When it comes to marketing your product or your service, it pays to know your customer. Who are they? What problems keep them awake at night? How much do they make? And where do they spend most of their time online?
If you’re intrigued, it’s time to learn about the world of Consumer Psychology and how it can help you better serve your customers.
According to the
Some examples of consumer psychology include topics like:
- How consumers choose brands
- The thoughts and emotions that drive consumer decisions
- What motivates people to choose one product over another
- How outside factors like friends and family, media, and culture influence purchasing decisions
- How businesses can use information about consumer behavior to more effectively service and service their clients.
If you put your consumer hat on for a moment, you can likely think of a time that you stood in a store aisle with two different products in your hands, and made a choice. You may not have known what influenced your decision, but it was probably applied consumer psychology at work.
Don’t worry, you aren’t alone in being influenced.
Let’s take a look at two areas where you can utilize consumer psychology principles to improve your business; customer service and pricing.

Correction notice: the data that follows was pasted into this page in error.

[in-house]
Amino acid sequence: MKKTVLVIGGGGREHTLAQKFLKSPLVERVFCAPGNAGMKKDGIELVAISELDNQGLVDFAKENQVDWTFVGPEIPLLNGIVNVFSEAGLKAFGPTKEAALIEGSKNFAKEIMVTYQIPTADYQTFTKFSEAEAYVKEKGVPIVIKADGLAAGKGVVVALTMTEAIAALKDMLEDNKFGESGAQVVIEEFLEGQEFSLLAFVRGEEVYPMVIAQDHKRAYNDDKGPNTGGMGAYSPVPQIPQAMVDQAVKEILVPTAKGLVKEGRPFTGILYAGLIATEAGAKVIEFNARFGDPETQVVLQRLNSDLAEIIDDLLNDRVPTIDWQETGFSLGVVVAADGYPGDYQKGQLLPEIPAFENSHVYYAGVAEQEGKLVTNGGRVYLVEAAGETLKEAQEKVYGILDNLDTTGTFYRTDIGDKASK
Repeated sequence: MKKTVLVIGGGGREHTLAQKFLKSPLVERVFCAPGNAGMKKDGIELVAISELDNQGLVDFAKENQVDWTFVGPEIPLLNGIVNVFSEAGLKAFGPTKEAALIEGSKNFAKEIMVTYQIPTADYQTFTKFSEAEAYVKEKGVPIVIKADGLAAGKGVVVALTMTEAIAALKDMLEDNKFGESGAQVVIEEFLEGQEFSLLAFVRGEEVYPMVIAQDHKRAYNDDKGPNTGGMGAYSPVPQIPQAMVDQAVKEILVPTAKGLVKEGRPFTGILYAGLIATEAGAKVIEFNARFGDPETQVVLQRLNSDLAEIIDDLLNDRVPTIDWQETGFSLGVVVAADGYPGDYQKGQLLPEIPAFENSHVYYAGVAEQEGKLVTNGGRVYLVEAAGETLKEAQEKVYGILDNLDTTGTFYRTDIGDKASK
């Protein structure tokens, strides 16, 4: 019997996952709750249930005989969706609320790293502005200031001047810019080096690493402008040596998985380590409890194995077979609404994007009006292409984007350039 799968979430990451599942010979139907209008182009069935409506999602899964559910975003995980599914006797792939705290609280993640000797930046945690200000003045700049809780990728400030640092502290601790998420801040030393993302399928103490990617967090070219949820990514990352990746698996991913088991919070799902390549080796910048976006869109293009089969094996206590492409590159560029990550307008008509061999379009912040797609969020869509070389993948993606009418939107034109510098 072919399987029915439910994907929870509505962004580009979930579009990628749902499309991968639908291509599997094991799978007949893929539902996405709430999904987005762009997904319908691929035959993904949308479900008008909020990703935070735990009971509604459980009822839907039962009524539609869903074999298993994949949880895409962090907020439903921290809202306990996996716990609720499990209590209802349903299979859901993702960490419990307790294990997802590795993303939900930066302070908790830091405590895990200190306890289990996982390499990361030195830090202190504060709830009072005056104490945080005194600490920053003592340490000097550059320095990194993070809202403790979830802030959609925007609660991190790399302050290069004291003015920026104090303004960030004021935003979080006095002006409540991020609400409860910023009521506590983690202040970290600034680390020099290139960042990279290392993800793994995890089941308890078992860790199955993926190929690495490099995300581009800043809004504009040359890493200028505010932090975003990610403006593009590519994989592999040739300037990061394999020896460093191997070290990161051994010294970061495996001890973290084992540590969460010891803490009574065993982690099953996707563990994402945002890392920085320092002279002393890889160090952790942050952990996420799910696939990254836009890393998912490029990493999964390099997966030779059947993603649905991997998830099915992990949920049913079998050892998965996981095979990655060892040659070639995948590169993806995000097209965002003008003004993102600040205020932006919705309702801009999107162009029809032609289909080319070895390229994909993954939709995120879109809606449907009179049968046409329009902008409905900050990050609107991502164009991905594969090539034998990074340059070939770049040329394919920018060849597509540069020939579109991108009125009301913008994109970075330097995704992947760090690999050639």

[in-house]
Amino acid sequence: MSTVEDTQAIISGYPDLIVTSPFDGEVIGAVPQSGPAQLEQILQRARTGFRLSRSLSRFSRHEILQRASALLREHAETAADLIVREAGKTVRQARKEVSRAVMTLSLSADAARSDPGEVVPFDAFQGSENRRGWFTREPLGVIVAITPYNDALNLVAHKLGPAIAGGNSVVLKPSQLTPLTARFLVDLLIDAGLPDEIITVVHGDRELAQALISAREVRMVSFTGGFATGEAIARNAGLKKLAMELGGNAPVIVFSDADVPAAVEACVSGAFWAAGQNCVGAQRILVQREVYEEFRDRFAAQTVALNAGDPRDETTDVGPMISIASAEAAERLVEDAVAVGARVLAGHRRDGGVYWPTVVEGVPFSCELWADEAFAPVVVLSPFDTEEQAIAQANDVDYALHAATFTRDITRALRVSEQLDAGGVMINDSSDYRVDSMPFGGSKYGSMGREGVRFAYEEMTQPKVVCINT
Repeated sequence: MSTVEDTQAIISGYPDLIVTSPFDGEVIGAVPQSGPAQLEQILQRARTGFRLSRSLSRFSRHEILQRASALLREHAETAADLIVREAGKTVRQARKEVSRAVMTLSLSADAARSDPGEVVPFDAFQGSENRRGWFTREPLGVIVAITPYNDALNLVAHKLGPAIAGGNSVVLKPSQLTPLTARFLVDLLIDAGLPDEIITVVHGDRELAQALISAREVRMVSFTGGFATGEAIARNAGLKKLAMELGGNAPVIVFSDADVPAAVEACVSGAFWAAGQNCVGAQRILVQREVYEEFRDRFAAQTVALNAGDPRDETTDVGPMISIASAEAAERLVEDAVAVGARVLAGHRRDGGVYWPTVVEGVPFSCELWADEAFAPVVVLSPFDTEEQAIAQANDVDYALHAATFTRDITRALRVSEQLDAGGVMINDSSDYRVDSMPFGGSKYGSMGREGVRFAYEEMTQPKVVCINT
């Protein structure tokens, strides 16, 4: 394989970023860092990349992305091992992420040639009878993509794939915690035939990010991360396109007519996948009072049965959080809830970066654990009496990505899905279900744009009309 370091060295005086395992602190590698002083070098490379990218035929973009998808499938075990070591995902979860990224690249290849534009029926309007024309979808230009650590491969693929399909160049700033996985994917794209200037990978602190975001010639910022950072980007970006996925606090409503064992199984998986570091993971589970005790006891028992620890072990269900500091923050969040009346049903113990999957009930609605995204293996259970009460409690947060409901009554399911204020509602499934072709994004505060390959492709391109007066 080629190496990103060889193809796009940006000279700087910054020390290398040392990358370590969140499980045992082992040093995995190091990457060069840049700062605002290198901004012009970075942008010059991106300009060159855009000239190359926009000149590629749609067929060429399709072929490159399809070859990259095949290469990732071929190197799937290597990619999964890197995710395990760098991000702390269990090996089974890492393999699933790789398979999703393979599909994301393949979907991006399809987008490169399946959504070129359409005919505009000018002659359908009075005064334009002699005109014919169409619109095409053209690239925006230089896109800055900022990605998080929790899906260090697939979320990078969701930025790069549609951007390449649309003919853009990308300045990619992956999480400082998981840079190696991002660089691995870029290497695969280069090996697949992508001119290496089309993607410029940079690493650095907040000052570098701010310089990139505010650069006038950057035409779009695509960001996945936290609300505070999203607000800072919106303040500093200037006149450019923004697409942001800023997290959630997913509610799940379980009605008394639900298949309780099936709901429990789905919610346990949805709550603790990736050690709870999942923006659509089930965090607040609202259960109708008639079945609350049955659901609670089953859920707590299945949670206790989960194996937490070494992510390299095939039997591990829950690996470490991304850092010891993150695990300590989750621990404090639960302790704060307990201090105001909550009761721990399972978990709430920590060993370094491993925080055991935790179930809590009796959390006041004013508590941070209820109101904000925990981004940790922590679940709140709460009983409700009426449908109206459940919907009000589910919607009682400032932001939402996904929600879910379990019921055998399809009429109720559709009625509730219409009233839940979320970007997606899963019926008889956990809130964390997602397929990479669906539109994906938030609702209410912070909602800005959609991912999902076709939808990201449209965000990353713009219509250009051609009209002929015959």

Consumer Psychology and Customer Service
One area of business where consumer psychology truly shines is customer service. When you have a solid understanding of how your customer thinks and behaves, it’s much easier to provide the service and support that wows them.
Let’s look at a few tips you can use to improve your customer’s experience with your brand.
1. Create an emotional investment.
Every company should have a strong brand story. Why do you do what you do? How did you get started? Why is providing your product and service so important to you? Explaining this story should be brief and to the point, but still leave customers feeling inspired and moved to do business with you.
Why this works: When consumers get to know you as a brand and learn what you stand for, and when they develop trust in who you are and what you do, they’re more likely to stay loyal and tell their friends about you.
2. Understand your customer’s needs.
When it comes down to it, your business is about the customers you serve.
Learn what your customers’ needs are and work to deliver on them. To get this information, ask for feedback from your existing customers about their pain points, your products, pricing, etc. — anything that will help you better understand how to serve them and attract new customers.
Why this works: Positive testimonials will influence others to buy. In fact, 49% of customers